8. kuan

    kuan Moderator Staff Member

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    Yes you can, in a small town, where rent is very low.

    Electric ovens.

    One triple sink.

    Wake up at 2am.  Work, close at 11am.
     
  9. fablesable

    fablesable

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    Taking into consideration what you are wanting to bake which is shortbread, I would recommend you find a local farmers market and start from there. That way you can experiment with the reception from your local customers as to whether your idea is a good one or not. This will also allow you to be a one man show and let you get a feel for what it is like trying to balance all jobs without massive overhead responsibility. Just a thought amounst many.
    Listen to those above and research and write a business plan. Without one you will most definitely fail!!
     
  10. flipflopgirl

    flipflopgirl

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    Doughnut shop!

    I love donuts.

    mimi
     
  11. kuan

    kuan Moderator Staff Member

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    Donut shop would be around 5am though.  :)  It's a bit simpler.
     
  12. toshibaaa

    toshibaaa

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    I agree with you on all points... I was hoping that someone would say it possible lol ... just want to confirm my doubts
    that so cool... I never got a stalker before lol .. no worries

    Yeah unfortunately I'm still working for the dessert nazi lol... I have been trying to find another job because it tough because I'm hearing impaired and employers are ignorant

    Also the reason I thought of opening a pastry shop because working for someone is not going to make enough money for me to live on my own. I currently make 16/hour which is probably around 30k for the year. So far I saved up around 100k for the business.

    either I open a pastry shop (huge start up and a lot of work managing), go back to school for a new career (*crying* I don't wanna lol), find an entry job in another industry and work my way up
    I live in Oakville, Ontario, Canada which is a part of the GTA and it one of the most expensive places to live in Ontario. Oakville population alone is 200k and will increase to 250k by 2031. GTA popular is 6.8 million and will increase to 8.5 million in 2031... don't think it a small town lol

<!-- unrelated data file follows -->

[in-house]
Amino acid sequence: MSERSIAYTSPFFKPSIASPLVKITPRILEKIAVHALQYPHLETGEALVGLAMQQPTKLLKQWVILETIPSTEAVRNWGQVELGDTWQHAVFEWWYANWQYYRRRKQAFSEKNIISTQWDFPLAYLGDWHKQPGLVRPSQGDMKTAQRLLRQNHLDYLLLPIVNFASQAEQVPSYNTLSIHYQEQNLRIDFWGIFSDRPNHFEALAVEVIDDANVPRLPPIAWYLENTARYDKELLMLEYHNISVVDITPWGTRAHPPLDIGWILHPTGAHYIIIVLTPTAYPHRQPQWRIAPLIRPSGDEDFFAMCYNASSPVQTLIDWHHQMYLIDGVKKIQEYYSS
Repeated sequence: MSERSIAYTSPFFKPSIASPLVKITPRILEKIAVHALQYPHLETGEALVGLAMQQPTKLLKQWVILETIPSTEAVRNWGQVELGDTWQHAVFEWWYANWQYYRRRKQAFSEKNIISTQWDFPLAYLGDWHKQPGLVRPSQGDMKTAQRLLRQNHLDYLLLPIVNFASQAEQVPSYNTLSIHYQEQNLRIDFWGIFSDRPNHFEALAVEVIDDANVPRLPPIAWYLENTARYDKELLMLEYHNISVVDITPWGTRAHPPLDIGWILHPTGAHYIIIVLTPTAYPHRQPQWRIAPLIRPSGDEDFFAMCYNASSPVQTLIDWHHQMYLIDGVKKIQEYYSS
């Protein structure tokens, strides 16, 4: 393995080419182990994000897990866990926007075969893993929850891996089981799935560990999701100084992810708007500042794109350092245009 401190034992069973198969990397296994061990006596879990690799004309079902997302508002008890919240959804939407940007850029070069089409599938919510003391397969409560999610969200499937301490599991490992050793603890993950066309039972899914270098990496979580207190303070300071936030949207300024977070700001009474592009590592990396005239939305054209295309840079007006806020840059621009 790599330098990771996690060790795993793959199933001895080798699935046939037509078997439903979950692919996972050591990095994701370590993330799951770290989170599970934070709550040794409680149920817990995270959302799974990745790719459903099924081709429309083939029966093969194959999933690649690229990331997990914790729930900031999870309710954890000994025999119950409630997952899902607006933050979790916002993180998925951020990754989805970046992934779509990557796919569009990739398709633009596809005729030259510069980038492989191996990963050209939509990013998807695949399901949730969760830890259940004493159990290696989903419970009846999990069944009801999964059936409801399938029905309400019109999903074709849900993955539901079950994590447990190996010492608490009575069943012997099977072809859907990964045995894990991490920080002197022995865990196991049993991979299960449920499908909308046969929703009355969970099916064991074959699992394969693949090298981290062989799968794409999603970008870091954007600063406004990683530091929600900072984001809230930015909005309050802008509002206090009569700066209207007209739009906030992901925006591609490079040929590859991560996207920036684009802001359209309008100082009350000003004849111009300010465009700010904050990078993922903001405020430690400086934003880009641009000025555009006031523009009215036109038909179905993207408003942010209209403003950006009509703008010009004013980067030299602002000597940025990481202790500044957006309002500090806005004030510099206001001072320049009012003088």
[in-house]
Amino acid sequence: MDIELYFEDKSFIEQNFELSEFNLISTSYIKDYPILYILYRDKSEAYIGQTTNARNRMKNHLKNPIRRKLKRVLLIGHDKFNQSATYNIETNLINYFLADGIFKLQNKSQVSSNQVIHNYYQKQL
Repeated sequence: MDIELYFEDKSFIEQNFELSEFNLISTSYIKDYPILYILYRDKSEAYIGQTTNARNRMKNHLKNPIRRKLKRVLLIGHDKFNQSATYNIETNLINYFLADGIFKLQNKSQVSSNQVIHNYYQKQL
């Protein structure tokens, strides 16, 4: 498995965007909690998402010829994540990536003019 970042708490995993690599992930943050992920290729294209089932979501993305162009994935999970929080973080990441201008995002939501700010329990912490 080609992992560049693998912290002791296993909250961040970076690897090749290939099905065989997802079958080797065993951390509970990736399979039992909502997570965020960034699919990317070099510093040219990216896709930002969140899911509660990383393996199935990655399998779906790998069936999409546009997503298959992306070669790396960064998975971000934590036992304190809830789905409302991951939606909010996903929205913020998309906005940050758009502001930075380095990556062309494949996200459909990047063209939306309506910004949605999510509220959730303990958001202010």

Shortbread cookie is just an example but I agree with what you are saying

    But how can I sell them at a local farmers market? because don't I have to bake in a legal kitchen since I'm not allow to bake at home and sell them to the public
    I really do like doughnuts lol ... oakville surprisingly doesn't have a doughnut shop.. we have two independent small mom and pop bakeries, a cupcake shop, a cookie shop, a big bakery but mass produce stuffs and bringing things in from other companies and a few grocery store bakeries,
     
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  13. kuan

    kuan Moderator Staff Member

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    OK seriously here.  You can do production yourself but you have to be very efficient.  I worked in a pastry shop once under an extremely proficient pastry chef.  Production for about 15 hours of work per day was more or less...

    50 baguettes in two batches

    4 cheesecake

    4 truffle mousse cakes

    20 focaccia

    12 servings strudel or some other pastry

    20 creme brulee or chocolate mousse

    If you work yourself for 5 hours you might achieve one batch baguettes plus 2-4 other items depending how good you are.  You are not going to do well doing just shortbread.  Believe me.  It's good one time and that's it.
     
  14. fablesable

    fablesable

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    In Ontario you are allowed to bake from home doing only low-risk type foods such as bread, cookies, fruit pies, doughnuts, etc. As long as they do not have any potentially hazardous food items such as quiches, or meat pies say. Also, those items baked from home may only be sold at a farmers market......no where else. This is a good thing however, as you can experiment as to what you would like to bake and what the reception will be to that baked good in your area. It can help you with connection to your community you will be selling to as well as get your name out there for when you do open a brick and mortar place. As you go along you can expand on your baked goods menu according to the response towards those baked goods. Easy!
     
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  15. toshibaaa

    toshibaaa

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    interesting
    Shut up! I can?! the whole time I thought I can't do it because I need a separate kitchen
     
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  16. fablesable